On "another hand", the fact that the character of István was presented as a thoughtful man who nevertheless does "what a man gotta do", made the interpretation that he stood for Kádár who also "had to do what he'd gotta do" quite compelling for the regime. Though István's antagonist Koppány is presented as a noble, honest soul, he could also be seen as being somewhat "behind the times", as a person who does not understand what the country needs most. In such an allegorical interpretation, the German knights and the Catholic priests could be put into parallel with the Soviet army stationed in Hungary, and the vital connection of Hungary with the papacy with the country's relationship with the Soviet Union.
On "a still another hand", however, the rock opera can also be read as a subversive piece that introduced daring themes such as an open uprising against the state or religion into a mainstream theater piece. Especially among the minority Hungarians in the neighboring countries, István, a király was understood as an expression of nationhood and patriotism, explicitly spelled out in the last words of its last song: "Szép Magyarország, édes hazánk." ("Beautiful Hungary, our sweet home.")
István, a király as a work of art
Composer Levente Szörényi, who had already worked together with János Bródy (lyrics) for more than two decades when they wrote István, a király (most famously in the bands Illés and Fonográf), chose to characterize every major character and group in the play by its own style of music. Thus, the music of the rock opera encompasses a great variety of styles, ranging from Gregorian chant to hard rock.
István's hopes and fears are expressed in melodious pop songs, while Koppány's power and determination is shown through rock pieces. Réka is characterized by simple folk tunes as a girl of the people (her part was sung by famous folk singer Márta Sebestyén in the original version - she is best known internationally from the soundtrack of the movie The English Patient and for her frequent collaborations with the well-known folk music ensemble Muzsikás). The priests and missionaries sing music akin to Gregorian chant. The mass scenes of the election in Act II and the coronation in Act IV soar to symphonical heights at some moments.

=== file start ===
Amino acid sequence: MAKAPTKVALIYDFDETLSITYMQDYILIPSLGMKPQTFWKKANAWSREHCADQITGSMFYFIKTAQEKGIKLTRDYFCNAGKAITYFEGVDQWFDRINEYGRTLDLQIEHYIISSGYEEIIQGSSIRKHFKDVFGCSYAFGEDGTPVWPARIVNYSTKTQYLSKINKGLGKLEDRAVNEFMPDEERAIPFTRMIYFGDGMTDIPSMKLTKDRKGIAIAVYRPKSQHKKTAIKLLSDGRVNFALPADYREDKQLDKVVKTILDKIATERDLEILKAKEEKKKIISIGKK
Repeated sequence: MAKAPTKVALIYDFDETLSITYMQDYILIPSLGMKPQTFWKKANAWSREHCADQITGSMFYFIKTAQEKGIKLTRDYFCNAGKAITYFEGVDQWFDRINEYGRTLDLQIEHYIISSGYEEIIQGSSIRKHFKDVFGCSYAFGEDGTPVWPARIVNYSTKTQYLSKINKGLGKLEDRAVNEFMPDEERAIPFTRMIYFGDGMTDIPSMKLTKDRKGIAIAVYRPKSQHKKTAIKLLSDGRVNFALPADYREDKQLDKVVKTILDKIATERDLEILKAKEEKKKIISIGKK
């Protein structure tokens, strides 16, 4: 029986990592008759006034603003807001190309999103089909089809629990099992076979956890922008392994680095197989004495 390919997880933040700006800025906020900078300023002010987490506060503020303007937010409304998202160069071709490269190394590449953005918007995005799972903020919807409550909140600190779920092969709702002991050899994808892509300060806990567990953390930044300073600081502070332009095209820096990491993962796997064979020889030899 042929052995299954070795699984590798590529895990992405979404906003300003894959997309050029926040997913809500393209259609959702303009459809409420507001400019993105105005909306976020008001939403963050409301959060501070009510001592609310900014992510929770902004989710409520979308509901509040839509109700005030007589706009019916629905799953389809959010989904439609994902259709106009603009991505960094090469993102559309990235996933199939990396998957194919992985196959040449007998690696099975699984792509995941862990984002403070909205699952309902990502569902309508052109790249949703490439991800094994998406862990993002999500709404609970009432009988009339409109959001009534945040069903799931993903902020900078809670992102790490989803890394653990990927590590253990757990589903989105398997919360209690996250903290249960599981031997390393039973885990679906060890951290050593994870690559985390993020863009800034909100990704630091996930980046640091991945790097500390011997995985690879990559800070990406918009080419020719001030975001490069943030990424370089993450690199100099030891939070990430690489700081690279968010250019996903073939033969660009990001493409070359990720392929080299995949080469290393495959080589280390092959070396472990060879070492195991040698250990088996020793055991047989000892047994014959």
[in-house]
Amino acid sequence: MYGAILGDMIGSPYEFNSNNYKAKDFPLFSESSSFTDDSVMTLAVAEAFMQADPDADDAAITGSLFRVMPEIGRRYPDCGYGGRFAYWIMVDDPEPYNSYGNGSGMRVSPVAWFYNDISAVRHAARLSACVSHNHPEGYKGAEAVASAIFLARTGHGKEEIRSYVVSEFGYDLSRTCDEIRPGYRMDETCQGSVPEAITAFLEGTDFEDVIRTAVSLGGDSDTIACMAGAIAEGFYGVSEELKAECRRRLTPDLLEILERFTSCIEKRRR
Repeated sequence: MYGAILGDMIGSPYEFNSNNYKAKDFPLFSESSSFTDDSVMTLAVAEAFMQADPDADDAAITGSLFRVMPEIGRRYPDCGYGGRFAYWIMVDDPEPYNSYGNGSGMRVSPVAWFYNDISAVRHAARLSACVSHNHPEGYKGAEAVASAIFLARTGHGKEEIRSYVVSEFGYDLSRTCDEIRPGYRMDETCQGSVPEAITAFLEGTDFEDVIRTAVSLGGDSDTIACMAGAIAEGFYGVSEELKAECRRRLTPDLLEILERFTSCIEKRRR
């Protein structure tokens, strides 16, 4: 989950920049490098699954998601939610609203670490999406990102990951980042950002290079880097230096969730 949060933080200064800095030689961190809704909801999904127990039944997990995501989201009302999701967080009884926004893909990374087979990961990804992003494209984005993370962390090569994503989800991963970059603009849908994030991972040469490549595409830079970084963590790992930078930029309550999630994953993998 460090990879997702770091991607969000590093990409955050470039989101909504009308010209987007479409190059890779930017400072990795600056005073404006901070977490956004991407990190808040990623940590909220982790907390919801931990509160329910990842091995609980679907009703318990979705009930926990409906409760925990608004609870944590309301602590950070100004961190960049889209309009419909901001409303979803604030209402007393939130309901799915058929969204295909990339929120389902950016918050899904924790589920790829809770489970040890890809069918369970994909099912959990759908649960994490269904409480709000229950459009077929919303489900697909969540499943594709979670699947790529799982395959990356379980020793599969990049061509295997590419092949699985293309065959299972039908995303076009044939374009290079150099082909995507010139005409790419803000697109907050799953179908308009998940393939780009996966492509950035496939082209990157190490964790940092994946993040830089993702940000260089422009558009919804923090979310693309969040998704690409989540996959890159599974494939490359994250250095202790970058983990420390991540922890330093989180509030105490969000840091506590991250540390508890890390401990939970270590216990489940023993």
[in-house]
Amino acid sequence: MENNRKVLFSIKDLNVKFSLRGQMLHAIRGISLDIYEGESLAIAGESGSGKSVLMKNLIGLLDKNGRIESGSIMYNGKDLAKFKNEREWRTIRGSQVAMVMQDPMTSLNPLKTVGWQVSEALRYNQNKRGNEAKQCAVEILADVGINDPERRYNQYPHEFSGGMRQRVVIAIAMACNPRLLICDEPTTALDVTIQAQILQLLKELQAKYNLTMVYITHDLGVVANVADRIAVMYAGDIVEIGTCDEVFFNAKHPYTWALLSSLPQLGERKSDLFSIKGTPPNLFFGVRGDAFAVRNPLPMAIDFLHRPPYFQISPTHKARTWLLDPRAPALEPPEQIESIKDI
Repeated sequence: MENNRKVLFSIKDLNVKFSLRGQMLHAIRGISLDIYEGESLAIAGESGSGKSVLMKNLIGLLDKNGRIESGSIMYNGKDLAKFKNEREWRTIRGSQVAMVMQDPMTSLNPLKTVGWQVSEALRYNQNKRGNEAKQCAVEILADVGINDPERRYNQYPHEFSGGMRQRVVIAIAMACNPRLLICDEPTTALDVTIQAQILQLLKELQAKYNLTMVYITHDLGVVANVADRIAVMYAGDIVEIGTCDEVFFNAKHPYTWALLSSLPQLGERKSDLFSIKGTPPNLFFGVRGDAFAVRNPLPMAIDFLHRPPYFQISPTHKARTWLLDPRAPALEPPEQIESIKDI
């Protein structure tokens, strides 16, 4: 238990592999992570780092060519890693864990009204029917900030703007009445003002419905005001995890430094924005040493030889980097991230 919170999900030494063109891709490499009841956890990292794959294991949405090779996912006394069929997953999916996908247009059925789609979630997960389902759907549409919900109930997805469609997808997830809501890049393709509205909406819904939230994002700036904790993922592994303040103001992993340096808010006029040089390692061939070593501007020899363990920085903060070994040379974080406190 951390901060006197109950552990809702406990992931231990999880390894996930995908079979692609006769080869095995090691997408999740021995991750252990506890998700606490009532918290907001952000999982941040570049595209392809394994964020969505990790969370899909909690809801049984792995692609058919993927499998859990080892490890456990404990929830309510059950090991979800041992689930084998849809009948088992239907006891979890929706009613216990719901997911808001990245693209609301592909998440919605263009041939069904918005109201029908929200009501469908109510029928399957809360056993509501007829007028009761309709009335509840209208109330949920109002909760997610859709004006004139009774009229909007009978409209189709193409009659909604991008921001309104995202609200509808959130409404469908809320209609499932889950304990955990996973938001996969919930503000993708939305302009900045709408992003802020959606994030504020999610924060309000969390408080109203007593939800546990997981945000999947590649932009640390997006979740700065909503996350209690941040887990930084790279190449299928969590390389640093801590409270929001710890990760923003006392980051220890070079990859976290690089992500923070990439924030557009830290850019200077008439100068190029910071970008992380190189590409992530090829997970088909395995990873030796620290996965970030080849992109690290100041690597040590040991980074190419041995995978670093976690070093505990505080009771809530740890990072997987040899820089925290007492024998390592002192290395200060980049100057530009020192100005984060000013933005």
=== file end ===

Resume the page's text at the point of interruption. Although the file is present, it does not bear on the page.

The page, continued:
The transition from the old to the new is often compellingly expressed musically, for example in the funeral scene where a traditional Hungarian folk melody is blended into and then vanishes behind a Gregorian "Kyrie eleison".
János Bródy has been acknowledged as one of the most talented lyrics writers of Hungary and István, a király was certainly written in his prime. His subtlety of characterization makes a one-sided interpretation difficult and contributes to the credibility of the characters. Especially the main characters István and Koppány appear as complex figures: István as a pious, deeply affected, somewhat "Hamlet-y", yet finally determined man; Koppány as a passionate character who knows what he wants, yet is not power-hungry, but is rather led by his respect for tradition and the fear that tradition would disappear through the "foreigners" István is bringing into the land.
Bródy, himself a secular Jew, is especially subtle in his characterization of the Catholic Church. The rock opera can both be read as traditional "priest criticism", or as a piece that is deeply respectful of faith. In this way, directors are free to determine how to present and represent the priests and missionaries. The original version that was made into a 1984 film favored a neutral stance in this respect.